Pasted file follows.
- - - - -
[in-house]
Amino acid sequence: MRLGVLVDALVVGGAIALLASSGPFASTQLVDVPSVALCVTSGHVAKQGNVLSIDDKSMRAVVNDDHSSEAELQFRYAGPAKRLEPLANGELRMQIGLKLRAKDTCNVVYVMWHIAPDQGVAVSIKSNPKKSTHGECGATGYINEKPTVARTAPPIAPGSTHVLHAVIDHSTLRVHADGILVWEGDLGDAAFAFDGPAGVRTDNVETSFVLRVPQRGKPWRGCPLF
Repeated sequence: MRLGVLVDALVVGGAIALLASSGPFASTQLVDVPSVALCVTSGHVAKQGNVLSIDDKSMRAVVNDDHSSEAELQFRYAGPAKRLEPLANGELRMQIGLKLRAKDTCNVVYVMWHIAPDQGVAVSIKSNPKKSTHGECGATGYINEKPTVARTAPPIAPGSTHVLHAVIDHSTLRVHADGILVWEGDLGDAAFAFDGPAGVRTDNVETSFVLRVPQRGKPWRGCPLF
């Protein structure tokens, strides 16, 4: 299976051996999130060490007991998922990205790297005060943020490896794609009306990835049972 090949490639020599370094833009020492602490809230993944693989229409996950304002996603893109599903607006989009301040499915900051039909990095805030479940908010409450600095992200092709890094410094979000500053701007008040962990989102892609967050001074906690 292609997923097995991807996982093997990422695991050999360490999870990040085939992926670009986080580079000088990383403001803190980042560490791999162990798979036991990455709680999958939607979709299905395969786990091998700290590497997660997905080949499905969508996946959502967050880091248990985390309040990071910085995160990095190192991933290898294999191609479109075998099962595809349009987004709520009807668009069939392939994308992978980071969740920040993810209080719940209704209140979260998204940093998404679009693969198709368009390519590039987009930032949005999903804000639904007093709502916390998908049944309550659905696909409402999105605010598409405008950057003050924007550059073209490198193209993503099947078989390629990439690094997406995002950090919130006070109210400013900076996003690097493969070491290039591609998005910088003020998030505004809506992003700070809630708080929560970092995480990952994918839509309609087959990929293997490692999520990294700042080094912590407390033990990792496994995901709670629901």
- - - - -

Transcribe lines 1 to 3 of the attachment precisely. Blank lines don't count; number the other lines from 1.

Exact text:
[in-house]
Amino acid sequence: MRLGVLVDALVVGGAIALLASSGPFASTQLVDVPSVALCVTSGHVAKQGNVLSIDDKSMRAVVNDDHSSEAELQFRYAGPAKRLEPLANGELRMQIGLKLRAKDTCNVVYVMWHIAPDQGVAVSIKSNPKKSTHGECGATGYINEKPTVARTAPPIAPGSTHVLHAVIDHSTLRVHADGILVWEGDLGDAAFAFDGPAGVRTDNVETSFVLRVPQRGKPWRGCPLF
Repeated sequence: MRLGVLVDALVVGGAIALLASSGPFASTQLVDVPSVALCVTSGHVAKQGNVLSIDDKSMRAVVNDDHSSEAELQFRYAGPAKRLEPLANGELRMQIGLKLRAKDTCNVVYVMWHIAPDQGVAVSIKSNPKKSTHGECGATGYINEKPTVARTAPPIAPGSTHVLHAVIDHSTLRVHADGILVWEGDLGDAAFAFDGPAGVRTDNVETSFVLRVPQRGKPWRGCPLF